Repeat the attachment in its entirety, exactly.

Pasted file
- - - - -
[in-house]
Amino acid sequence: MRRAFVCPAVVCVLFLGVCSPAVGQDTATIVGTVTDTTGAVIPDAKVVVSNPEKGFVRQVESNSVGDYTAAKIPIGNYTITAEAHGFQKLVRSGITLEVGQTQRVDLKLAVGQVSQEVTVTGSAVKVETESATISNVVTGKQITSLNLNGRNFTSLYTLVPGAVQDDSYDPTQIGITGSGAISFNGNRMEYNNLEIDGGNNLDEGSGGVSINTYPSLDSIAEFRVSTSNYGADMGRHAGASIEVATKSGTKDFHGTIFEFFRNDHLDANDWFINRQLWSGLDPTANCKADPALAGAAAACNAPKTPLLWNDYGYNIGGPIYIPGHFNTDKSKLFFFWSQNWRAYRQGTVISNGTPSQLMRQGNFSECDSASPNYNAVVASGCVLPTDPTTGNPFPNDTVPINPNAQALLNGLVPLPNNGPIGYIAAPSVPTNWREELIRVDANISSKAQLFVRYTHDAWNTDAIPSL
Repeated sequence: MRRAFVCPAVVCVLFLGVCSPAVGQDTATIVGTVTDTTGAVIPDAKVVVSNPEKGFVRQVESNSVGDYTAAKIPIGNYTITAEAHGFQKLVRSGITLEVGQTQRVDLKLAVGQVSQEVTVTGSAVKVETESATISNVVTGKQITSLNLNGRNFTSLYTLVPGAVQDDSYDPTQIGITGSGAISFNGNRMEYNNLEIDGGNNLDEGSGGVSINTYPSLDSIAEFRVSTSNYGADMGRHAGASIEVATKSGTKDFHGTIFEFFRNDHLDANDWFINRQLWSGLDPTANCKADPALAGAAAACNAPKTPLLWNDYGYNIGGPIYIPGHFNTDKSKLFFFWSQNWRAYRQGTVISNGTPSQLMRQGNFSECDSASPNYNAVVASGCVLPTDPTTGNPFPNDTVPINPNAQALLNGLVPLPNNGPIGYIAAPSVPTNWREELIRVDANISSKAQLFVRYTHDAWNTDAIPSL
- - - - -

[in-house]
Amino acid sequence: MRRAFVCPAVVCVLFLGVCSPAVGQDTATIVGTVTDTTGAVIPDAKVVVSNPEKGFVRQVESNSVGDYTAAKIPIGNYTITAEAHGFQKLVRSGITLEVGQTQRVDLKLAVGQVSQEVTVTGSAVKVETESATISNVVTGKQITSLNLNGRNFTSLYTLVPGAVQDDSYDPTQIGITGSGAISFNGNRMEYNNLEIDGGNNLDEGSGGVSINTYPSLDSIAEFRVSTSNYGADMGRHAGASIEVATKSGTKDFHGTIFEFFRNDHLDANDWFINRQLWSGLDPTANCKADPALAGAAAACNAPKTPLLWNDYGYNIGGPIYIPGHFNTDKSKLFFFWSQNWRAYRQGTVISNGTPSQLMRQGNFSECDSASPNYNAVVASGCVLPTDPTTGNPFPNDTVPINPNAQALLNGLVPLPNNGPIGYIAAPSVPTNWREELIRVDANISSKAQLFVRYTHDAWNTDAIPSL
Repeated sequence: MRRAFVCPAVVCVLFLGVCSPAVGQDTATIVGTVTDTTGAVIPDAKVVVSNPEKGFVRQVESNSVGDYTAAKIPIGNYTITAEAHGFQKLVRSGITLEVGQTQRVDLKLAVGQVSQEVTVTGSAVKVETESATISNVVTGKQITSLNLNGRNFTSLYTLVPGAVQDDSYDPTQIGITGSGAISFNGNRMEYNNLEIDGGNNLDEGSGGVSINTYPSLDSIAEFRVSTSNYGADMGRHAGASIEVATKSGTKDFHGTIFEFFRNDHLDANDWFINRQLWSGLDPTANCKADPALAGAAAACNAPKTPLLWNDYGYNIGGPIYIPGHFNTDKSKLFFFWSQNWRAYRQGTVISNGTPSQLMRQGNFSECDSASPNYNAVVASGCVLPTDPTTGNPFPNDTVPINPNAQALLNGLVPLPNNGPIGYIAAPSVPTNWREELIRVDANISSKAQLFVRYTHDAWNTDAIPSL